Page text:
How NiGHTS Won Me Over

NiGHTS into Dreams… is my favorite Sonic Team game. As much as I love running around as the blue blur or slaughtering monsters online in PSO, its their purple androgynous dream jester that I keep closest to my heart. But it wasn’t always that way for me. For years, I just didn’t like it. NiGHTS’ journey to becoming one of my favorite games is a somewhat long and windy one, but something I want to share to help other people who don’t see the appeal understand why this game is so special to some of us. 

I first played NiGHTS not long after I first got my Saturn in 2002. With the recent death of the Dreamcast, I had become interested in exploring SEGA’s past, particularly their 90s consoles. I was especially curious about the Saturn, and that one weird looking Sonic Team game with the purple jester that was always getting referenced in Sonic stuff. I didn’t know what it was, but it had to be cool, right? So when I first got a Saturn off eBay in 2002, NiGHTS into Dreams was one of the first games I got for it. And well…it was not what I was expecting.

When I first played NiGHTS, I just didn’t get it. I thought I was getting some kind of platformer, but it wasn’t that at all. It was something…else. This was it? This was the game I always saw SEGA fans call Sonic Team’s all-time classic? All you do is fly through rings, collect “blue chips,” then destroy the “ideya” captures. Rinse, repeat four times, and then you kill the boss. It’s not a hard game, there’s no intricately designed platforming, what do people see in this?! On top of all that, I couldn’t figure out how to get a higher grades in the game’s levels, which locked me out of the game’s final level. I just wasn’t having fun.

I fell in love with the Saturn for other reasons, though. The Panzer Dragoon games were awesome, Astal was a fun and gorgeous 2D platformer, the system’s arcade racers were fun to play, and it even helped me get into RPGs through games like Dragon Force. But every now and then, I’d give NiGHTS another go, run into the same problems, and give up on it. “It’s just not for me,” I’d tell myself. Then, a few years later, I decided to do something weird: I read the manual.

In 2005, I decided I just wanted to beat NiGHTS already, just to say I could. But in order to do that, I needed to score at least a C grade in every level, and to do that I needed to finally sit down and learn how the scoring system worked. So I read about the mechanics in the manual, figuring out the importance of links, looping around each level’s courses even after getting the ideya to rack up points and gather “gold chips,” and beating the boss as quickly as I could. Armed with that knowledge, I went back to the game, destroyed the C-rank requirement, and suddenly found myself having fun.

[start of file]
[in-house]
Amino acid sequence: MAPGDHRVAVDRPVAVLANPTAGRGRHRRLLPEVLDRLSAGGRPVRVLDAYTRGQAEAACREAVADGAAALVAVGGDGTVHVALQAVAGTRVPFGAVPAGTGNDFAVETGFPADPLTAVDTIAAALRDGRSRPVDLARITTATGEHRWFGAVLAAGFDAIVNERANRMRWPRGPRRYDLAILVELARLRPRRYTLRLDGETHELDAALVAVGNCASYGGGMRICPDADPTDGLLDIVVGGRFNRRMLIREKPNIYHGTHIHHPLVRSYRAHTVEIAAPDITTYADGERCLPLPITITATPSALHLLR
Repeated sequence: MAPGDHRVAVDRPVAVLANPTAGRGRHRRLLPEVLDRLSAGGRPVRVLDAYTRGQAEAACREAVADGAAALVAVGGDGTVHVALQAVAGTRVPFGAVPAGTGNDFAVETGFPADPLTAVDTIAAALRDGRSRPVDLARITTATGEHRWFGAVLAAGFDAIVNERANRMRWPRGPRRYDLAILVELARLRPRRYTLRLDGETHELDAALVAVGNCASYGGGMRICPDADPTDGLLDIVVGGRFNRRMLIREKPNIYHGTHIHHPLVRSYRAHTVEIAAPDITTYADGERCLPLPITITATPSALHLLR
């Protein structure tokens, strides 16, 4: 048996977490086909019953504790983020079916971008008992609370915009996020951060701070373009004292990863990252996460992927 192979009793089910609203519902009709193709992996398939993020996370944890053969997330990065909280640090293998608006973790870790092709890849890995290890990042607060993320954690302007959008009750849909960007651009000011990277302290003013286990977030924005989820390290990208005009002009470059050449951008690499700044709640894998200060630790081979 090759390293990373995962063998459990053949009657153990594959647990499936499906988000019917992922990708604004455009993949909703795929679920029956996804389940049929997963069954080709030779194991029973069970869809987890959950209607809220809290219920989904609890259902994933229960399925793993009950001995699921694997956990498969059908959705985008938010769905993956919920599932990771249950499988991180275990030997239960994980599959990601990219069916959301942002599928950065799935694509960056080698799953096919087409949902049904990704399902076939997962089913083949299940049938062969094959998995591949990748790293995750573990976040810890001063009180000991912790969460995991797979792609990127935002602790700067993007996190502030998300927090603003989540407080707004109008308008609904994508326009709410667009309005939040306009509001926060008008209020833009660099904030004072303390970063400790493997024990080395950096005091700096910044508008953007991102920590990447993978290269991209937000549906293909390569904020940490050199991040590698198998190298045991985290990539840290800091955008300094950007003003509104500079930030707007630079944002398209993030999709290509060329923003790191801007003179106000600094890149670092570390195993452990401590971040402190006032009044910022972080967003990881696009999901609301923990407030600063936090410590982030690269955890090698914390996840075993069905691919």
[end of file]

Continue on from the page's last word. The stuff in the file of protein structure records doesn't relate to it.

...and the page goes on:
NiGHTS began to appeal to me in the same way Sonic games had for years, particularly Sonic Adventure 2. There was a certain kind of joy to be found in perfecting a level, memorizing it and practicing until I was able to collect every item, kill every enemy, and pull off every maneuver in just the right way to maximize score. But where SA2 can be a bit rough, with occasional collision detection issues and other glitches getting in the way of a flawless run, a perfect NiGHTS run can be a zen-like experience. I came to love the way NiGHTS effortlessly flew through the air, deftly stringing together flying through rings, collecting blue chips, and pulling off tricks to get larger and larger links, and bigger and bigger scores. It gave me this feeling of excitement similar to when I was able to master a Sonic stage, except…I liked this more.

But it wasn’t until I played the game’s final stage that I went from liking the game to loving it. This didn’t start like the other stages. Normally, starting a level was simply a matter of approaching NiGHTS and transforming into them. But here, your character is tossed away from NiGHTS the moment they start to move. They land on a small piece of land, surrounded by nothing but distant city lights far below. There was nothing to do but leap off of it. So I did. I’d like to explore this moment more in different article, but as awesome music started to play and my character rose into the air, flying on their own without NiGHTS, I just started feeling elated. I was watching this character that had never said a single word throughout the game accomplish something, and it actually got an emotional reaction out of me.

 Sonic Team created something very special with NiGHTS, and after some effort, I was finally able to appreciate it in full. I came to love its beautiful soundtrack, trippy worlds, superb character designs, its fluid and unique game play, and its basic but uniquely told story. I get that NiGHTS probably isn’t for everyone, but if anything in my experience sounds appealing to you, I hope you give it chance. It’s currently available on Steam, Xbox, and PS3, and well as through Game Pass and PS Now.

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Nuckles87 has been an editor at Sonic Stadium since 2007, and has been covering events like E3, PAX, and SDCC since 2010. An avid retro gamer, he runs a monthly stream on Twitch where he explores obscure Sonic oddities, and how aspects of the franchise have evolved over the decades.


  1. I had the same experience. When you jump off the platform and your character starts flying and then the music kicks in, it was one of the few real “WOW” moments I’ve had in gaming.

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